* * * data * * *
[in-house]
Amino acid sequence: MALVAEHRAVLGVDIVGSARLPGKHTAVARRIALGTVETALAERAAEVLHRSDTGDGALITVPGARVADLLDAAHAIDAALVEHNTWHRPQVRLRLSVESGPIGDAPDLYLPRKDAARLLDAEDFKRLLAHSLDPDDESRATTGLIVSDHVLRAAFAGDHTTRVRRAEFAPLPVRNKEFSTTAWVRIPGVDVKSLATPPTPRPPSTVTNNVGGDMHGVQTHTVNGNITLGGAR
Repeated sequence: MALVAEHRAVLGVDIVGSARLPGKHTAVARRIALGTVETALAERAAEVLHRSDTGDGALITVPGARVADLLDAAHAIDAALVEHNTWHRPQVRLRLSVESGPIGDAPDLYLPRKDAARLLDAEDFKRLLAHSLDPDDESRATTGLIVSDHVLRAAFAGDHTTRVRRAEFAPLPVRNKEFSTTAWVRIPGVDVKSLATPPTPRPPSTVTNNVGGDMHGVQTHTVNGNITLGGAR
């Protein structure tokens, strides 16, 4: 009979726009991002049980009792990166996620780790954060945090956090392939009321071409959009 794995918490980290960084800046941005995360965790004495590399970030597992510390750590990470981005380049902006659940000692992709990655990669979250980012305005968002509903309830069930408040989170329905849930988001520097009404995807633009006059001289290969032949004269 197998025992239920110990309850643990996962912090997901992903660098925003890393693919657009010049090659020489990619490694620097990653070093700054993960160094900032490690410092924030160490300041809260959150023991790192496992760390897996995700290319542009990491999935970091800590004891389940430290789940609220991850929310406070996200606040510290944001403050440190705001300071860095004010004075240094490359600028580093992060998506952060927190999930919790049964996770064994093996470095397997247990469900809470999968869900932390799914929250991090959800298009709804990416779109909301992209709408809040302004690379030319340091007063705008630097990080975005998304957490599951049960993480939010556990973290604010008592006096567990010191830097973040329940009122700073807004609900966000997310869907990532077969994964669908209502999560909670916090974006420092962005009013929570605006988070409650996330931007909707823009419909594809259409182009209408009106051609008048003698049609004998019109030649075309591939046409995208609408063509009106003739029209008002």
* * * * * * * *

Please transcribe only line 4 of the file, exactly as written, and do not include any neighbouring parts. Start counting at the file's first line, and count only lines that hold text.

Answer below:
């Protein structure tokens, strides 16, 4: 009979726009991002049980009792990166996620780790954060945090956090392939009321071409959009 794995918490980290960084800046941005995360965790004495590399970030597992510390750590990470981005380049902006659940000692992709990655990669979250980012305005968002509903309830069930408040989170329905849930988001520097009404995807633009006059001289290969032949004269 197998025992239920110990309850643990996962912090997901992903660098925003890393693919657009010049090659020489990619490694620097990653070093700054993960160094900032490690410092924030160490300041809260959150023991790192496992760390897996995700290319542009990491999935970091800590004891389940430290789940609220991850929310406070996200606040510290944001403050440190705001300071860095004010004075240094490359600028580093992060998506952060927190999930919790049964996770064994093996470095397997247990469900809470999968869900932390799914929250991090959800298009709804990416779109909301992209709408809040302004690379030319340091007063705008630097990080975005998304957490599951049960993480939010556990973290604010008592006096567990010191830097973040329940009122700073807004609900966000997310869907990532077969994964669908209502999560909670916090974006420092962005009013929570605006988070409650996330931007909707823009419909594809259409182009209408009106051609008048003698049609004998019109030649075309591939046409995208609408063509009106003739029209008002």